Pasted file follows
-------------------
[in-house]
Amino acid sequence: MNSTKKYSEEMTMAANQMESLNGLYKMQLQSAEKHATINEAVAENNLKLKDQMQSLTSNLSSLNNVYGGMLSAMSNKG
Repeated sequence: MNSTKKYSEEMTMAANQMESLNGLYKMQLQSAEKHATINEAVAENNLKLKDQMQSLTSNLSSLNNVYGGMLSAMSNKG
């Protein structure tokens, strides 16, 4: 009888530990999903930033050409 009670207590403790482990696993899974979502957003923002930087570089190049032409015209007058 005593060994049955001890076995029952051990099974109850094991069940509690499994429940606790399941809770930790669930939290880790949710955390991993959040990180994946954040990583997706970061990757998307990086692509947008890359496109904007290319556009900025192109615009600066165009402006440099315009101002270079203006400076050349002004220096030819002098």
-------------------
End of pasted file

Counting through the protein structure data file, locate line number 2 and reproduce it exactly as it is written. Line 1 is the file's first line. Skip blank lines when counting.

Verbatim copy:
Amino acid sequence: MNSTKKYSEEMTMAANQMESLNGLYKMQLQSAEKHATINEAVAENNLKLKDQMQSLTSNLSSLNNVYGGMLSAMSNKG